Bill Gates, Sr., Co-Chair
Nelson Mandela was unquestionably one of the great civic leaders of our time. I was very fortunate to spend the better part of a week with him in South Africa in 2002, and was able to see first-hand what a passionate advocate he was for his country. It was an extraordinary lesson for me to see how much President Mandela accomplished in his lifetime despite tremendous adversity including many years in jail. He was, and will always be, a true legend.
Jeff Raikes, Chief Executive Officer
Tricia and I had the opportunity to meet Nelson Mandela back in the ‘90s, when he visited Seattle. It was a humbling and inspirational experience for both of us. Mandela once commented: "People tend to measure themselves by external accomplishments, but jail allows a person to focus on internal ones; such as honesty, sincerity, simplicity, humility, generosity and an absence of variety…You learn to look into yourself." I’m thankful for this great leader who has truly given us wisdom to live by.
Mark Suzman, President, Global Policy & Advocacy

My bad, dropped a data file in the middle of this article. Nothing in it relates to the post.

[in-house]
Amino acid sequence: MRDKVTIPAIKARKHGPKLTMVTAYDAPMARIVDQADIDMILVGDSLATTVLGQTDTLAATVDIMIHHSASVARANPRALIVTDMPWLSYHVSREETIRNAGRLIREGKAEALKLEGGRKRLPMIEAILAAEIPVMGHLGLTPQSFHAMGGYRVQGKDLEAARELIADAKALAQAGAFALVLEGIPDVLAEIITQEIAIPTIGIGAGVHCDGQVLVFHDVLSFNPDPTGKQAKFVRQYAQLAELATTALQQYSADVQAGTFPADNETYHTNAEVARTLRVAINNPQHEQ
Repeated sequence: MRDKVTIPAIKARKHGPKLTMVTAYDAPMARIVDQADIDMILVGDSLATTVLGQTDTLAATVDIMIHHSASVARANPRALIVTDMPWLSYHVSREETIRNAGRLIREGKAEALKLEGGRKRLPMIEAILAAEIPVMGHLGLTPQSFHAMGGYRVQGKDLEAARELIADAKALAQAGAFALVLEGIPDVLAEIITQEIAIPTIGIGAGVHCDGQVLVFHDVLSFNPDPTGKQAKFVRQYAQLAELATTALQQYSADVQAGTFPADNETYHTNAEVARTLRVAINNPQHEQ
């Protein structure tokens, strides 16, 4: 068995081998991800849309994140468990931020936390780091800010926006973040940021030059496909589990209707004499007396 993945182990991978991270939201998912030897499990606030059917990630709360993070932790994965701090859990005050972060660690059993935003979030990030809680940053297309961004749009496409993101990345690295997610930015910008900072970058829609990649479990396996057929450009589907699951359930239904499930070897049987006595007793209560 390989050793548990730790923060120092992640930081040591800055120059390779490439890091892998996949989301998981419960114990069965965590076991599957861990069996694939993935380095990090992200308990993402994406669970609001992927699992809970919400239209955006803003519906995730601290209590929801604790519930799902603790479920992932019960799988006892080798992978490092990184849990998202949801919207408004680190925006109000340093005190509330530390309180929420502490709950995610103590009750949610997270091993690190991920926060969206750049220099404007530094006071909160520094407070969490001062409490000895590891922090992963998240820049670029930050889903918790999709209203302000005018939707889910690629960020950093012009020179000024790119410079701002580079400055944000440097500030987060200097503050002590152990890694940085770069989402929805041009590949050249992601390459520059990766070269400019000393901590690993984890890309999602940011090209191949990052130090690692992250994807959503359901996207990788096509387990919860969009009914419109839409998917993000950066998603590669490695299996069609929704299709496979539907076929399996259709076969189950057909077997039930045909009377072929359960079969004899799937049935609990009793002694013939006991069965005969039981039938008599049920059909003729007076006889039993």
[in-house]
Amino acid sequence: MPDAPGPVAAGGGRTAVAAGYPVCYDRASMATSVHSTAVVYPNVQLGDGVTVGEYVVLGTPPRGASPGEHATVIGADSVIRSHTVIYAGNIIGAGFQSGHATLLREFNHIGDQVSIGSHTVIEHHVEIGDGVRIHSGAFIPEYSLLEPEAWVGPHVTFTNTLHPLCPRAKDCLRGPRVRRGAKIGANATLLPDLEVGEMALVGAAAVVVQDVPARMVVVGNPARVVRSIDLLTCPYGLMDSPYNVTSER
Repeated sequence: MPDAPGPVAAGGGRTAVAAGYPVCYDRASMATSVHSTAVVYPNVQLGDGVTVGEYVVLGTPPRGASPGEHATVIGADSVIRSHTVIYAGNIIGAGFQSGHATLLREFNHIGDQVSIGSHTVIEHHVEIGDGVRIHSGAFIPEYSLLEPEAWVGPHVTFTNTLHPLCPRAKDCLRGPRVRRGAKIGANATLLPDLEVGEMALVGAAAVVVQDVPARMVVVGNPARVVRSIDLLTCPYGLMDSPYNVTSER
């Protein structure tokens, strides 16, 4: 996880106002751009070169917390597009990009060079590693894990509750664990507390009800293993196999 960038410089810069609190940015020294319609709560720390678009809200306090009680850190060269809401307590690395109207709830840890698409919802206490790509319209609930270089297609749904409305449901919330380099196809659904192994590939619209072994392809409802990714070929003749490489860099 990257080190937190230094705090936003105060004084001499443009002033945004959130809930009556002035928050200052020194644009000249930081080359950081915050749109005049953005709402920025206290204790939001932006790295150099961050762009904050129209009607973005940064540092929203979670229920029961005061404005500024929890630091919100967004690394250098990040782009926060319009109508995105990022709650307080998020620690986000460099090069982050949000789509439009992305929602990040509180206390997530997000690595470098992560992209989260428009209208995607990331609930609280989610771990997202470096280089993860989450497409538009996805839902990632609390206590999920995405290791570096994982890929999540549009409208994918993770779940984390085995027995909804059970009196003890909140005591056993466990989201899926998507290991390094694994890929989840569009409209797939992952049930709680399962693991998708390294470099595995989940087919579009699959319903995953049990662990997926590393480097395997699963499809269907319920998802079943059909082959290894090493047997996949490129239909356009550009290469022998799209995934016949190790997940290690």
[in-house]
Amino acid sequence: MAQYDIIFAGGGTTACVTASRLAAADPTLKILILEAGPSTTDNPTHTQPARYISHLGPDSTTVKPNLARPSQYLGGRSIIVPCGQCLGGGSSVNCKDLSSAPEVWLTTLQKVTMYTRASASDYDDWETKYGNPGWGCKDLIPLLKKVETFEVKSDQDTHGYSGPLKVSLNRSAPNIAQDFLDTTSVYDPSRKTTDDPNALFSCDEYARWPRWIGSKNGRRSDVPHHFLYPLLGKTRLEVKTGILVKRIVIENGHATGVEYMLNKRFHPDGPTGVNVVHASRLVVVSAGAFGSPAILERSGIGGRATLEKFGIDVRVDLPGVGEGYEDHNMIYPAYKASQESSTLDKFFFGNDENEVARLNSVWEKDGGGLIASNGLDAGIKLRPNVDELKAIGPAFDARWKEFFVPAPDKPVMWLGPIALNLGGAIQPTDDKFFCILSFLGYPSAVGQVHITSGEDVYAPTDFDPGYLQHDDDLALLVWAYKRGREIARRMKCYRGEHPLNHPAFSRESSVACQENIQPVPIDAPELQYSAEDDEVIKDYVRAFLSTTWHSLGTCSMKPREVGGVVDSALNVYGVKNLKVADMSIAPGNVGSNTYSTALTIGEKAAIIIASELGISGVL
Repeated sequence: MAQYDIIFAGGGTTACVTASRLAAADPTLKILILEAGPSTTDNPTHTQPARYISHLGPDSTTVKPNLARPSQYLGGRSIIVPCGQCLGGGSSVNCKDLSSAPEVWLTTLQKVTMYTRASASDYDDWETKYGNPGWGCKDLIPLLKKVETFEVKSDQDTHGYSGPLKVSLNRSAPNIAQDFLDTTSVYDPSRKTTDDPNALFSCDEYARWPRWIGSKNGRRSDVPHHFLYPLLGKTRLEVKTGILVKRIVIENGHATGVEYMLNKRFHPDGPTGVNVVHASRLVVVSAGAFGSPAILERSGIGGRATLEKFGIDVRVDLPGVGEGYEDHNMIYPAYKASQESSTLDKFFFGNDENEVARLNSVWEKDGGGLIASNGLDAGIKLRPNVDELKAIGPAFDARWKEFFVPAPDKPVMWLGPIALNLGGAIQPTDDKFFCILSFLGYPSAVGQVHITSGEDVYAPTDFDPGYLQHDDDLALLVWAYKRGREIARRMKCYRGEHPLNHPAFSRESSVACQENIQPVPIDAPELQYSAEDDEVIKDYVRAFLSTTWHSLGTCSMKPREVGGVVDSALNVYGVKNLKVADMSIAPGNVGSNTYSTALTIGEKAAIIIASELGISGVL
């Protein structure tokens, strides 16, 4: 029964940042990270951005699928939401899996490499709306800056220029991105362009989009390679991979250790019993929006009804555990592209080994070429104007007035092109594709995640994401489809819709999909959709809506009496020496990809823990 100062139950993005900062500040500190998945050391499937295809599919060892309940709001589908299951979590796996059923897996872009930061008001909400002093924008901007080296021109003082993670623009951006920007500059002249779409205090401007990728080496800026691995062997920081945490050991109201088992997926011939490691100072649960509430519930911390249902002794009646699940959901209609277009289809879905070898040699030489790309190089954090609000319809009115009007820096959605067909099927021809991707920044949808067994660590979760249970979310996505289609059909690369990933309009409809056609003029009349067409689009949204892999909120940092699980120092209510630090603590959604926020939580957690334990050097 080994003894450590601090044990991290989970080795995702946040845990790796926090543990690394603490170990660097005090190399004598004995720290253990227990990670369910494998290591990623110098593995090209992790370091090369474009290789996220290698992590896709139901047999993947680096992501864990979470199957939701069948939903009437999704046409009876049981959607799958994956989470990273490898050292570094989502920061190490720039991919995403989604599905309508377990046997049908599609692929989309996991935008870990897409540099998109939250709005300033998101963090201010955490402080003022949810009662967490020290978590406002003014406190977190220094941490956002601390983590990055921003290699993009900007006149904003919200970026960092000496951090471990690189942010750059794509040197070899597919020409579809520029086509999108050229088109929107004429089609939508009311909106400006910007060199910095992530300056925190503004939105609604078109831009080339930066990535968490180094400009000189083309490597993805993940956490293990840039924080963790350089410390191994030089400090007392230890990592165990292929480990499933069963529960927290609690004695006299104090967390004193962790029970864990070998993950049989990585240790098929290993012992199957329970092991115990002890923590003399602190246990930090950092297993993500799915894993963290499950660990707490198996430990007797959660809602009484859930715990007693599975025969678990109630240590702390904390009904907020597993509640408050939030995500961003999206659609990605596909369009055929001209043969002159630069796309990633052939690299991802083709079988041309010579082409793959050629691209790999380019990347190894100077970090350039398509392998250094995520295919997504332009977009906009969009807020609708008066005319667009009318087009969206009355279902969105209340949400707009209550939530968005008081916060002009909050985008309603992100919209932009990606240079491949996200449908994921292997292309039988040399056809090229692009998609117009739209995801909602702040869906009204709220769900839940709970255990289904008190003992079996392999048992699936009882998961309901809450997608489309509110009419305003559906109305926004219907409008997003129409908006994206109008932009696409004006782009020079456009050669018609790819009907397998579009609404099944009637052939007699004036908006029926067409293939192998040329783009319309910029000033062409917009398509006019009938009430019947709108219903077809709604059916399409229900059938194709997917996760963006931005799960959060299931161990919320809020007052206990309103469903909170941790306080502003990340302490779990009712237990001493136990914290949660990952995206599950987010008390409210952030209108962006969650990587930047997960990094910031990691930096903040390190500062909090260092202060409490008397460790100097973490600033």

I was privileged to meet Nelson Mandela several times when I was working as a journalist in South Africa in the early 90s and was an unprofessionally enthusiastic attendee at his historic inauguration in 1994.
Interviewing him a few weeks into his Presidency as he sat calmly in the official offices that had been first commissioned under the British Empire and previously had held only the white men who had created and overseen apartheid was one of the most inspiring and humbling moments of my life as he flashed his trademark smile and set out a vision for the future of the new rainbow nation he had been so instrumental in bringing into being. Nearly twenty years on as South Africa struggles with the lingering social and economic legacies of apartheid, that vision and the man who embodied it remains the shared inspiration for all its citizens and much of the wider world in seeking a better life for all.